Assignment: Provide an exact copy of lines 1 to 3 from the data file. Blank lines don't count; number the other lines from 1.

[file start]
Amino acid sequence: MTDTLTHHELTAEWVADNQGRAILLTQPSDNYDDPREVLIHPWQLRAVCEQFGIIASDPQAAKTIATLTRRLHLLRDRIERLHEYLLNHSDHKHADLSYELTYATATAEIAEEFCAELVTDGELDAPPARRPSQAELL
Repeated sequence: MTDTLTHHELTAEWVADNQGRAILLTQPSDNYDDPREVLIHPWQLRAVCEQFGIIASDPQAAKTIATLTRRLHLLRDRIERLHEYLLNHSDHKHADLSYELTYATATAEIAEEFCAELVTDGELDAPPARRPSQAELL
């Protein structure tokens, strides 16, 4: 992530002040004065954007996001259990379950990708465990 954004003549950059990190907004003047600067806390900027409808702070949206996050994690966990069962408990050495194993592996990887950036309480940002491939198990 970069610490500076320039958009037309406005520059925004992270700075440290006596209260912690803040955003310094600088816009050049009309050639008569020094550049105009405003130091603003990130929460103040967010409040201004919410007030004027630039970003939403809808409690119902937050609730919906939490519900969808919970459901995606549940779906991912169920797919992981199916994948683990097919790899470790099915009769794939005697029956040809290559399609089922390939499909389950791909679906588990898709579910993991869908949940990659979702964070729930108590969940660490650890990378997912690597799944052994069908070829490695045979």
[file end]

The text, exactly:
Amino acid sequence: MTDTLTHHELTAEWVADNQGRAILLTQPSDNYDDPREVLIHPWQLRAVCEQFGIIASDPQAAKTIATLTRRLHLLRDRIERLHEYLLNHSDHKHADLSYELTYATATAEIAEEFCAELVTDGELDAPPARRPSQAELL
Repeated sequence: MTDTLTHHELTAEWVADNQGRAILLTQPSDNYDDPREVLIHPWQLRAVCEQFGIIASDPQAAKTIATLTRRLHLLRDRIERLHEYLLNHSDHKHADLSYELTYATATAEIAEEFCAELVTDGELDAPPARRPSQAELL
């Protein structure tokens, strides 16, 4: 992530002040004065954007996001259990379950990708465990 954004003549950059990190907004003047600067806390900027409808702070949206996050994690966990069962408990050495194993592996990887950036309480940002491939198990 970069610490500076320039958009037309406005520059925004992270700075440290006596209260912690803040955003310094600088816009050049009309050639008569020094550049105009405003130091603003990130929460103040967010409040201004919410007030004027630039970003939403809808409690119902937050609730919906939490519900969808919970459901995606549940779906991912169920797919992981199916994948683990097919790899470790099915009769794939005697029956040809290559399609089922390939499909389950791909679906588990898709579910993991869908949940990659979702964070729930108590969940660490650890990378997912690597799944052994069908070829490695045979």